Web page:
New Year’s Eve in Belgium


New Years is great in Belgium, we’ve been a few times and are returning to Bruges this year for my 30th birthday (New Years is always super special in our household because my birthday is January 1st! Little did Carl know when he first met me that he would NEVER have a say in how he spends New Year’s Eve again! And hangovers on New Year’s Day with the family visits we do? Not an option!)

A little local background…

New Year’s Eve is known as “Sint Sylvester Vooranvond” in Belgium, although we’ve heard it being called Sint Sylvesterfest or Sint Sylvester Eve. Saint Sylvester was the Pope about 1800 years ago, and was buried on 31st December. A lot of other Western-European countries use this name for New Year’s too. Sometimes it is also called “Oudejaarsavond”, literally Old Year’s Evening: an interesting reflection of the Flemish language. 1st January is still called Nieuwjaarsdaag, literally… and unsurprisingly… New Year’s Day. I like the way the last day of the year looks back and the first day looks forward. Of course, almost everyone in Belgium speaks perfect English, so although they might talk to you about Sint Sylvester, once they see your blank faces and confused looks they’ll tell you they mean New Year’s Eve.

What the locals do…

Belgians generally celebrate New Year’s Eve privately in their homes with family and friends, but they all come out at about 11.30 and gather in a local square or other public place (see my articles on New Year in the different cities for guide of where to go, referenced at the bottom of this article) as a whole town partying together. Most people bring a bottle of bubbly, and it’s perfectly acceptable to drink in those public places as part of the celebration. Some towns start the public celebration a lot earlier, but don’t be surprised if you go at the advertised start time only to find it dead (or full of English and American people) until much much later.

What you can do…

Most restaurants operate on a pre-booked only basis, with one or two sittings. For most restaurants the week leading up to New Years is fine to book, but if you want to go somewhere specific it’s worthwhile contacting them early December or even earlier- especially the more exclusive places. If you don’t book in time, your answer will just be a flat no, there’s no room for negotiations. Food is usually from a set menu too, and obviously prices go UP so make sure you know what you’re booking for. If you plan to eat somewhere more casual like a bar or chips stand, make sure you check they’ll be open at all. In our experience pretty much everywhere just closes, something we didn’t plan for one lovely New Year’s Eve in Ghent, which we’d planned to get chips and mayo and romantically eat wandering along the canals, but ended up in a huge queue *just* before closing time in the local Pizza Hut as it was the only place we could get in without a booking (as every other last-minute mug had also found out!). Most restaurants will chuck you out at a given time, when you’re expected to make your own entertainment.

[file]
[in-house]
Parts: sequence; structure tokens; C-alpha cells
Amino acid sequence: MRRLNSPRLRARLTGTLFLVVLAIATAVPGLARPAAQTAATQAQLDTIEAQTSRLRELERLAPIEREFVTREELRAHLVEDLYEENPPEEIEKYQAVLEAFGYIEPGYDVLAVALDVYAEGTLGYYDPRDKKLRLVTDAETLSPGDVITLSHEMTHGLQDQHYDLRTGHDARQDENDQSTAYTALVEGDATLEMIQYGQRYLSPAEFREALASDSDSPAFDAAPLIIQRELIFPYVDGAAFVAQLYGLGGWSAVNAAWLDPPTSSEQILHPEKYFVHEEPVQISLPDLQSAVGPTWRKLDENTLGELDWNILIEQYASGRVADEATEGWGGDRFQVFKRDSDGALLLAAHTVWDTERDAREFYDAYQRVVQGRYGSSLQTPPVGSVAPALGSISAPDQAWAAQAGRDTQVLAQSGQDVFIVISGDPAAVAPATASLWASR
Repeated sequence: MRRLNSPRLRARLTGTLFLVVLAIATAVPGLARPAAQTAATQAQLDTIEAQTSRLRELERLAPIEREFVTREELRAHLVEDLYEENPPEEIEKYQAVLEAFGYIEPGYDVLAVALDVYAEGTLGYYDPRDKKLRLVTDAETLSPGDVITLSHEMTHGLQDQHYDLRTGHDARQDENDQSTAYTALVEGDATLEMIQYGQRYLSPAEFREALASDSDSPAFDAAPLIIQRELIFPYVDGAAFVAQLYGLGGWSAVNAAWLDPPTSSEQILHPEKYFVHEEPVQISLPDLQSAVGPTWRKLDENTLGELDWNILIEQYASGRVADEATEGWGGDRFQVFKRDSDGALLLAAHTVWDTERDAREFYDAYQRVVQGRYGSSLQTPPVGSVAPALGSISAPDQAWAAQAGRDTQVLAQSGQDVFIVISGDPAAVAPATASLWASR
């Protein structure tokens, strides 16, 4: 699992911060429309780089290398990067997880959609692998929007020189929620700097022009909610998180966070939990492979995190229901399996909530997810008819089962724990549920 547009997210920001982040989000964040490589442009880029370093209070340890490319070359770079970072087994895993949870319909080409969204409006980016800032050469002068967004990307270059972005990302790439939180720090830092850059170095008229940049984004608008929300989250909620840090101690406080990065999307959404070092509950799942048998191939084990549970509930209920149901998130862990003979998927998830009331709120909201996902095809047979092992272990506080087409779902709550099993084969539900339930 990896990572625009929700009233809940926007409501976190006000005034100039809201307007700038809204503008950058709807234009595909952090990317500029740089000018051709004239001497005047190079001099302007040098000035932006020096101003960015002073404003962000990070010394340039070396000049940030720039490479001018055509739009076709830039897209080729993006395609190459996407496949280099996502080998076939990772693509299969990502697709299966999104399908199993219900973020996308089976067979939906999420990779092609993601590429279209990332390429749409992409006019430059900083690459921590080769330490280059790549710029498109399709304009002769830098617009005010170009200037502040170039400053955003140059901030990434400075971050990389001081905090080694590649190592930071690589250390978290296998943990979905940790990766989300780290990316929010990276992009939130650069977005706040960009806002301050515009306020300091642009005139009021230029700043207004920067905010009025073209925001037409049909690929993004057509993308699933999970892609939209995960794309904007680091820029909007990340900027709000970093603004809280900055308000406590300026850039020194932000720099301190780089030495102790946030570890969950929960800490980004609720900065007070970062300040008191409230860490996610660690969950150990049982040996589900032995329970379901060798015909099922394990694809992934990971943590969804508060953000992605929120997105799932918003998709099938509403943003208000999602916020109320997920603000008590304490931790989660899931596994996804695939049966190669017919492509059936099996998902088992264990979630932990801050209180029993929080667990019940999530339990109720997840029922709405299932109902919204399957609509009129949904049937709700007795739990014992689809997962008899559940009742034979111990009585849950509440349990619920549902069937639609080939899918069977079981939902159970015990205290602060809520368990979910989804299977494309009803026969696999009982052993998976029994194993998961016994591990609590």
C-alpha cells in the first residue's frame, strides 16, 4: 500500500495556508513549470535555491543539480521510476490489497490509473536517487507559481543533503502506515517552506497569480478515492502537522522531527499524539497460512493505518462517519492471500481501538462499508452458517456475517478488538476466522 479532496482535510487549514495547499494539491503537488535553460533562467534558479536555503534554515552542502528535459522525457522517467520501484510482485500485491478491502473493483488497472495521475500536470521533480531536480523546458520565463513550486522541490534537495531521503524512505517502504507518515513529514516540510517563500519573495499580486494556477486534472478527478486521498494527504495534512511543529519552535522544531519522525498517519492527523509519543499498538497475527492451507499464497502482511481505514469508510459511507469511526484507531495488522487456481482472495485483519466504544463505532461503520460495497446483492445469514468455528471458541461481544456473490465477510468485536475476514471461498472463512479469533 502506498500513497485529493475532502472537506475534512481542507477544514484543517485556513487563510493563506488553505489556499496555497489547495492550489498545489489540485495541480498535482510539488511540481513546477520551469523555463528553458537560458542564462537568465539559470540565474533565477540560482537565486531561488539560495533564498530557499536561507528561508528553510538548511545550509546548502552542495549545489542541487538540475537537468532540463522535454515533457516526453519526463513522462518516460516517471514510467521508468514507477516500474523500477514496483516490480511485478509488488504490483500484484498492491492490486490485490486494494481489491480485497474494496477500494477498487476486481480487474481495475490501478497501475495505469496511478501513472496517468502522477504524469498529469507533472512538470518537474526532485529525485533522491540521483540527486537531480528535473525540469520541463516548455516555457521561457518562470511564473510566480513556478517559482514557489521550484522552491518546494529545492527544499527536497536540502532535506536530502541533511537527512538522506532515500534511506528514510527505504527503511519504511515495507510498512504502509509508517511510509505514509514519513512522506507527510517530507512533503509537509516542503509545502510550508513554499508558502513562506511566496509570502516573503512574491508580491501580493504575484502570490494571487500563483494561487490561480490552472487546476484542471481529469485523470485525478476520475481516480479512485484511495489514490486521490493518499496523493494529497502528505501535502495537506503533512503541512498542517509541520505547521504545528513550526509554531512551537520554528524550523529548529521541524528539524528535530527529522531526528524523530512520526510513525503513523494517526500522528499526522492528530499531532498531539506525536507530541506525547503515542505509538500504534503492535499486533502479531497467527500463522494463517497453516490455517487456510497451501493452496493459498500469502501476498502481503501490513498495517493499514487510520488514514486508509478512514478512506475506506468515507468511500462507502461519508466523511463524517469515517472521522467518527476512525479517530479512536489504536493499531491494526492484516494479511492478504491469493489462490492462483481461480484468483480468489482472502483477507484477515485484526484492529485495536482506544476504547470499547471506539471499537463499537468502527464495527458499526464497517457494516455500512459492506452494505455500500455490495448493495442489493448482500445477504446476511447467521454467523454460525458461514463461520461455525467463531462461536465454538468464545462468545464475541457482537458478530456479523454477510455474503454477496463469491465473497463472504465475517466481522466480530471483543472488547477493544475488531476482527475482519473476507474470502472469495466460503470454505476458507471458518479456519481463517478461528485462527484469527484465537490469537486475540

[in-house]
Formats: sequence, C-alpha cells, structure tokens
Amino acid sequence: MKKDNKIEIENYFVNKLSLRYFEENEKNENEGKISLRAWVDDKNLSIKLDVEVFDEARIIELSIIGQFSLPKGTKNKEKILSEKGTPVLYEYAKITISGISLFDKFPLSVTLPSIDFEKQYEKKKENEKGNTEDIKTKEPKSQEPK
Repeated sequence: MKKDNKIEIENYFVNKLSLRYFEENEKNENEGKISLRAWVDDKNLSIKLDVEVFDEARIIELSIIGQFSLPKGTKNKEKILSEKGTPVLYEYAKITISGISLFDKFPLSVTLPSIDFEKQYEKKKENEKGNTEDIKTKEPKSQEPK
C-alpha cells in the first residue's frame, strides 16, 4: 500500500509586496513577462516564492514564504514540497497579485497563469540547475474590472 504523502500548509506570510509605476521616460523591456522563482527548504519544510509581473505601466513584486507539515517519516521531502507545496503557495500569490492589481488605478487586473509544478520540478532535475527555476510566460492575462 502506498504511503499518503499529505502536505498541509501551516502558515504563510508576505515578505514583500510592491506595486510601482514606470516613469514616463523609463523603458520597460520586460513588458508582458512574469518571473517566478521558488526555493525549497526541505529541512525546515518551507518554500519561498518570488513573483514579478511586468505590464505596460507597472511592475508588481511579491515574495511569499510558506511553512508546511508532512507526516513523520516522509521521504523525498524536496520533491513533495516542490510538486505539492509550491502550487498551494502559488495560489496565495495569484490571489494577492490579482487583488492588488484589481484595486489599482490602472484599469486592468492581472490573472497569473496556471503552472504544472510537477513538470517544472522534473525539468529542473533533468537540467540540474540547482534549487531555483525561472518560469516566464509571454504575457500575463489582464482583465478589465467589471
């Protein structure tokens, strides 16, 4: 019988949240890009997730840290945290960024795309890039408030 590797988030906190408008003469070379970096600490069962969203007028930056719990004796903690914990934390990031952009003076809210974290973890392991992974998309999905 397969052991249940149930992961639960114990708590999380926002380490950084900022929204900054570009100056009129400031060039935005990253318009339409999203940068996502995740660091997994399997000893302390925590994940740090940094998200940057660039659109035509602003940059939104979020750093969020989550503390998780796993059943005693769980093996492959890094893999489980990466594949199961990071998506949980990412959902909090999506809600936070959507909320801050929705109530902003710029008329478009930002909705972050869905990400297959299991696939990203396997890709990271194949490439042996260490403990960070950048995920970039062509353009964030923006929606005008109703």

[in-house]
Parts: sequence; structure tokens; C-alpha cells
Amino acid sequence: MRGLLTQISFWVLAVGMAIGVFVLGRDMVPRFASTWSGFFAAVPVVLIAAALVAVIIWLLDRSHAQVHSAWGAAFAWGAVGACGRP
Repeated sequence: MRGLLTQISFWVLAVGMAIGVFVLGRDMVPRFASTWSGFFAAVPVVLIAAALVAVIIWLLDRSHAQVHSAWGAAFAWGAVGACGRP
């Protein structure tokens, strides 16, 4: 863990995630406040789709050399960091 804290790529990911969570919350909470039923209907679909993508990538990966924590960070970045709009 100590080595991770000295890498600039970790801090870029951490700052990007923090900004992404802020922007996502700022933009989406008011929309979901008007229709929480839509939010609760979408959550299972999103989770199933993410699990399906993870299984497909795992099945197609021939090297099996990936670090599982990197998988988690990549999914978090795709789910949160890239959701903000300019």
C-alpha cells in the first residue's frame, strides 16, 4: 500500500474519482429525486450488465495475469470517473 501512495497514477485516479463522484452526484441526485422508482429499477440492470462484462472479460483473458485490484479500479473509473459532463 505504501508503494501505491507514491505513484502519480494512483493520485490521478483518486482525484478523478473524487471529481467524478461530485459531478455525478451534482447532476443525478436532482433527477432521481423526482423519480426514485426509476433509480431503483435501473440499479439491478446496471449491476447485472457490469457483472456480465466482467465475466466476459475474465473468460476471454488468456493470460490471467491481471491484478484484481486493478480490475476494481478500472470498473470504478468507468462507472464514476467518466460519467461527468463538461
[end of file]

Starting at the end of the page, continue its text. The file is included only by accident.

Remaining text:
Most people will then join in the local public celebration, often held in the largest open space in the city- a square or riverbank or whatever, it’s easy to find out by asking around. These places often stay pretty quiet until just before midnight, so don’t be disappointed if you turn up early. There’s sometimes music, almost always fireworks, and definitely a lot of people from all over the world and a great atmosphere. In some places the crowds disperse pretty quickly after midnight, in others people hang around well into the New Year.

Activities on New Year’s Day (Nieuwjaarsdaag) depend on where you are. In touristy cities like Bruges a lot of bars, coffee shops, shops and restaurants are open. In places with less tourism like Ghent everywhere is shut and there is absolutely nothing to do except wander and maybe explore the wider area.

I think that’s all of my info on New Year in Belgium as a whole. Check out my articles below for more city-specific tips.

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